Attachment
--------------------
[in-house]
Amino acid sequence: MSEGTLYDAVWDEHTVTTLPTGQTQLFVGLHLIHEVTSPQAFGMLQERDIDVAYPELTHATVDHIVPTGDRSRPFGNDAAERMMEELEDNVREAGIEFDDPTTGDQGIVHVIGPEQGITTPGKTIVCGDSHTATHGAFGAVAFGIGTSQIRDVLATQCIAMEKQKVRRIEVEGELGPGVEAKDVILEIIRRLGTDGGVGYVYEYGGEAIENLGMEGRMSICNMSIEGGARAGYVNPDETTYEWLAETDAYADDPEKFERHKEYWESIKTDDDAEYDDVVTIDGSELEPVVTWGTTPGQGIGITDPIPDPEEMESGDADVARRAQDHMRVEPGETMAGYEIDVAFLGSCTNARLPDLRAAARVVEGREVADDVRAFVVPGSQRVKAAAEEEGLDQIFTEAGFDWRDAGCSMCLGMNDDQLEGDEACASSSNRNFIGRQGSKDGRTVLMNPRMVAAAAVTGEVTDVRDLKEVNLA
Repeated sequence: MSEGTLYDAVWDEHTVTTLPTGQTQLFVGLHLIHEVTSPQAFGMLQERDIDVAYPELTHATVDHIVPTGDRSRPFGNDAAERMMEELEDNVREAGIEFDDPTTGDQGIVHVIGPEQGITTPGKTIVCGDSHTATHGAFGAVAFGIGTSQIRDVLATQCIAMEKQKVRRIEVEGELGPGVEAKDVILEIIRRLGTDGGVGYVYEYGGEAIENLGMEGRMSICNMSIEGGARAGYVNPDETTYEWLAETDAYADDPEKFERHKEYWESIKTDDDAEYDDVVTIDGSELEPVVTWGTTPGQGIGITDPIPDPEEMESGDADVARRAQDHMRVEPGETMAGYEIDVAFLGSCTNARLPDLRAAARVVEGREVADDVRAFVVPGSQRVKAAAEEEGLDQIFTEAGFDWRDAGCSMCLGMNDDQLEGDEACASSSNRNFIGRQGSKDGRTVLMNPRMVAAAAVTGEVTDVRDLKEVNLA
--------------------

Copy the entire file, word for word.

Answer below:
[in-house]
Amino acid sequence: MSEGTLYDAVWDEHTVTTLPTGQTQLFVGLHLIHEVTSPQAFGMLQERDIDVAYPELTHATVDHIVPTGDRSRPFGNDAAERMMEELEDNVREAGIEFDDPTTGDQGIVHVIGPEQGITTPGKTIVCGDSHTATHGAFGAVAFGIGTSQIRDVLATQCIAMEKQKVRRIEVEGELGPGVEAKDVILEIIRRLGTDGGVGYVYEYGGEAIENLGMEGRMSICNMSIEGGARAGYVNPDETTYEWLAETDAYADDPEKFERHKEYWESIKTDDDAEYDDVVTIDGSELEPVVTWGTTPGQGIGITDPIPDPEEMESGDADVARRAQDHMRVEPGETMAGYEIDVAFLGSCTNARLPDLRAAARVVEGREVADDVRAFVVPGSQRVKAAAEEEGLDQIFTEAGFDWRDAGCSMCLGMNDDQLEGDEACASSSNRNFIGRQGSKDGRTVLMNPRMVAAAAVTGEVTDVRDLKEVNLA
Repeated sequence: MSEGTLYDAVWDEHTVTTLPTGQTQLFVGLHLIHEVTSPQAFGMLQERDIDVAYPELTHATVDHIVPTGDRSRPFGNDAAERMMEELEDNVREAGIEFDDPTTGDQGIVHVIGPEQGITTPGKTIVCGDSHTATHGAFGAVAFGIGTSQIRDVLATQCIAMEKQKVRRIEVEGELGPGVEAKDVILEIIRRLGTDGGVGYVYEYGGEAIENLGMEGRMSICNMSIEGGARAGYVNPDETTYEWLAETDAYADDPEKFERHKEYWESIKTDDDAEYDDVVTIDGSELEPVVTWGTTPGQGIGITDPIPDPEEMESGDADVARRAQDHMRVEPGETMAGYEIDVAFLGSCTNARLPDLRAAARVVEGREVADDVRAFVVPGSQRVKAAAEEEGLDQIFTEAGFDWRDAGCSMCLGMNDDQLEGDEACASSSNRNFIGRQGSKDGRTVLMNPRMVAAAAVTGEVTDVRDLKEVNLA